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Why you always seem to get sick on holiday
Falling sick on holidays or weekends sound familiar? Some health experts refer to this condition as leisure sickness. It could be linked to the way we manage our work stress and approach our professional/private life balance.
Every Thursday for the past month, Audrey Vaugrente, 27, has come down with a debilitating migraine. Her symptoms worsen all through Friday, leaving her in a painful state and unable to do much when the weekend finally comes. On Monday morning, however, the problem usually goes away.
"I've been spending my weekends locked in my home. I usually like to exercise during my free time, but this has not been possible recently. Miraculously, the migraine seems to fade away on Sunday evening," she says.
Vaugrente's example is by no means unique. Chances are we all know a friend who always comes down with flu-like symptoms or with other painful conditions when taking time off work, when it's not ourselves who end up suffering from this strange affliction.
The phenomenon has attracted a lot of media attention over the years, but the most consistent research on the topic is more than 15 years old. Ad Vingerhoets, professor of clinical psychology at Tilburg University (Netherlands), did a study to explore the prevalence and roots of the condition, which he and his colleagues decided to call 'leisure sickness'.
They worked with a representative Dutch sample (1,128 men and 765 women), asking participants whether they recognised themselves in a description of leisure sickness, as well as questions regarding symptoms, onset, duration, workload, and leisure activities. They found out that 3.6% and 3.2% of men recognised themselves in the descriptions, on weekends and holidays, respectively. For women, these percentages were 2.7% and 3.2%, respectively. Symptoms varied from fatigue to muscular pains, nausea and, as in Vaugrente's case, migraine. Viral infections were often reported during the holidays.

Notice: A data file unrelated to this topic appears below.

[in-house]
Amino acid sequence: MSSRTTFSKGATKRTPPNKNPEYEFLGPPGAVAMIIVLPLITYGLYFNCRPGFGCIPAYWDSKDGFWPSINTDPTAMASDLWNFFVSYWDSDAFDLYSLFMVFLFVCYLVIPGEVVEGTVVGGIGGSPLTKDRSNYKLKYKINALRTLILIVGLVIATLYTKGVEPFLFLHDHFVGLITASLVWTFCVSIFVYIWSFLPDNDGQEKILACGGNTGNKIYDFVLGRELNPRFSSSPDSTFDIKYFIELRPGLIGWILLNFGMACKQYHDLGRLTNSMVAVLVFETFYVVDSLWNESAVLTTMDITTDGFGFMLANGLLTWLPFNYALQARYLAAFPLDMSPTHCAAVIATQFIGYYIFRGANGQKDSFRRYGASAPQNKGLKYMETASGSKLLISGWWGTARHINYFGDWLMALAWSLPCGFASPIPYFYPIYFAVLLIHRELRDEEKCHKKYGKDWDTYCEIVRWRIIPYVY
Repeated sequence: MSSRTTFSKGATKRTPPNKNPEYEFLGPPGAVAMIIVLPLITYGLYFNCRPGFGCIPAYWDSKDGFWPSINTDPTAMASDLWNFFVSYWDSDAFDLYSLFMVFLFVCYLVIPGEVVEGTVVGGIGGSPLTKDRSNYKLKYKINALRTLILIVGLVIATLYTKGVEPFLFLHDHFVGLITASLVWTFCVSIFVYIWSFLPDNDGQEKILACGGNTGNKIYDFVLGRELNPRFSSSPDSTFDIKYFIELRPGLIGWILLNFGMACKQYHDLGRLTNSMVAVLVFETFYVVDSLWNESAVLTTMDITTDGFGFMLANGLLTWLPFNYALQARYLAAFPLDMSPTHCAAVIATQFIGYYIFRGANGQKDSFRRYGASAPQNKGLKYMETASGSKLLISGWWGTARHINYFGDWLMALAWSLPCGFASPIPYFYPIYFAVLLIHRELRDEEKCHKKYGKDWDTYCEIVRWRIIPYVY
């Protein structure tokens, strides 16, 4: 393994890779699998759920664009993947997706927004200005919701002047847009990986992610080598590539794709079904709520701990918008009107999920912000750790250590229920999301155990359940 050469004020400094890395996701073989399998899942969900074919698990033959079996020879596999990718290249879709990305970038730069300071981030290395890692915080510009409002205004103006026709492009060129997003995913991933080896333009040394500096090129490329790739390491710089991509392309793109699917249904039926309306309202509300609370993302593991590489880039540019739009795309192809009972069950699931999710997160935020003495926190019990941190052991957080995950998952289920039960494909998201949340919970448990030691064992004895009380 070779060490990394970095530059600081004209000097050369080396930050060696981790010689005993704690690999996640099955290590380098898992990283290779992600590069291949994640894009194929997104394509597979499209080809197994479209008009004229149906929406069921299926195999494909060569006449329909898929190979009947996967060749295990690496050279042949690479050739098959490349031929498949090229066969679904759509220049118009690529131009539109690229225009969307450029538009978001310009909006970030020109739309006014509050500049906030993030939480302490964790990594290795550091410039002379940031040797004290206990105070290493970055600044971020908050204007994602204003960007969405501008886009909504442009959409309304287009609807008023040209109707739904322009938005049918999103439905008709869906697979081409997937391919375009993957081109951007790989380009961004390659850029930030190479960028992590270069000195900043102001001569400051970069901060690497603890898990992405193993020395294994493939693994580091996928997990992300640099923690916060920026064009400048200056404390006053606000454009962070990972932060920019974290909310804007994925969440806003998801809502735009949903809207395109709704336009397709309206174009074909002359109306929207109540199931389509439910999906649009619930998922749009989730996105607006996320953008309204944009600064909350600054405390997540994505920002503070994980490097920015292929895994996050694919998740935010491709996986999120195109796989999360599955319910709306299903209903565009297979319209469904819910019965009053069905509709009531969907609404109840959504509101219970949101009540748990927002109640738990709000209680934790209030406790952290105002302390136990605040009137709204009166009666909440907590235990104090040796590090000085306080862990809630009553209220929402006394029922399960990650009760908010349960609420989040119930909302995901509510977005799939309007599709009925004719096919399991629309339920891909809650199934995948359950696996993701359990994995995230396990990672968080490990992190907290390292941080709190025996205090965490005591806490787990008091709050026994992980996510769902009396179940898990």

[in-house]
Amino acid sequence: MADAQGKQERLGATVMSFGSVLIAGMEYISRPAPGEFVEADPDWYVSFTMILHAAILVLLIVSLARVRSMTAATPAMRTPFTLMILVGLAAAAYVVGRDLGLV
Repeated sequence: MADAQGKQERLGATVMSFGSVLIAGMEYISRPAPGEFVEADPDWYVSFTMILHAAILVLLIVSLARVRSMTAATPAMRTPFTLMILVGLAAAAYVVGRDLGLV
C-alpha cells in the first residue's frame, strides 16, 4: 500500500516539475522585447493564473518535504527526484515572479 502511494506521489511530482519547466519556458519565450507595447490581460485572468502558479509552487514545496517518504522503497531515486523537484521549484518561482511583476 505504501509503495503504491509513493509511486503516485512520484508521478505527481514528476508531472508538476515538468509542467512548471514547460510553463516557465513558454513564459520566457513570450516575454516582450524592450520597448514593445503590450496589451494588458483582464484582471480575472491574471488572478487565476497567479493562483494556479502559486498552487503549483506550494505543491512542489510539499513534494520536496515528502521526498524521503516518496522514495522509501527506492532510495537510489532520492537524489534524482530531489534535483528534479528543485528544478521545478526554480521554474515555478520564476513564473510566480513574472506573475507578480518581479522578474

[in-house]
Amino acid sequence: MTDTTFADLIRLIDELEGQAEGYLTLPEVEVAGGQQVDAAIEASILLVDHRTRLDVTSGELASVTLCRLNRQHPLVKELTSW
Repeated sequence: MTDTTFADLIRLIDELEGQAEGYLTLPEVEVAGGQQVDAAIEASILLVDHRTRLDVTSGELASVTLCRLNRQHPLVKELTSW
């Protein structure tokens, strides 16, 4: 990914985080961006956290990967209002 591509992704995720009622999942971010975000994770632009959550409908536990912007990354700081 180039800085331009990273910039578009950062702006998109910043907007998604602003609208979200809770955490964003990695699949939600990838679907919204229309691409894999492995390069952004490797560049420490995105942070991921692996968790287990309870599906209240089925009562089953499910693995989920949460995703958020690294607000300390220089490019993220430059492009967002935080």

"We identified a group of individuals who, just when they take breaks from work (during the weekend or, especially the first days of vacation), develop health complaints. This contrasts sharply with the virtual absence of symptoms during periods of work," Vingerhoets points out.
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But does it exist?
However, these results have not been well accepted by all health professionals. The question of whether this is a real medical condition with physiological origins, whether it is linked to psychological issues, or if falling sick on holidays is merely a coincidence for most people, has been a matter of controversy.
One of the issues is that no other large, rigorous study has been conducted since Vingerhoets worked on the topic. While his research offered interesting clues, it was based on self-reporting by participants who assessed their health retrospectively, making these findings limited.
What may be happening?
At this stage then, only hypotheses can be given about why leisure sickness develops. One possibility is that people with very busy jobs become more aware of their bodily sensations during leisure time.
"To be aware of our pain and fatigue, it's necessary to pay attention to our body. Our brain has limited information processing, so if you are very busy you tend to ignore its signals until you take a break," says Vingerhoets.
This explanation only works for less intense sensations, like fatigue or vague pains. Nobody can ignore a full-blown migraine, no matter how much else they have going on.
The other plausible option is that physiological processes linked to stress play a key role in the development of these health problems. People who work a lot have higher levels of the stress hormone adrenaline, not only during working hours, but also during rest periods, when they don't need it. The consequence is a hormonal imbalance in the body, resulting in a weakened immune system, and vulnerability to infection.
More recently, research specifically into 'weekend migraine' has been done, looking at people who always seem to come down with these debilitating headaches when they take time off after a period of stress. Scientists showed that a decline in stress from one day to the next was associated with the development of the problem the next day, and said that a stress reduction could thus be seen as a marker to predict the next migraine.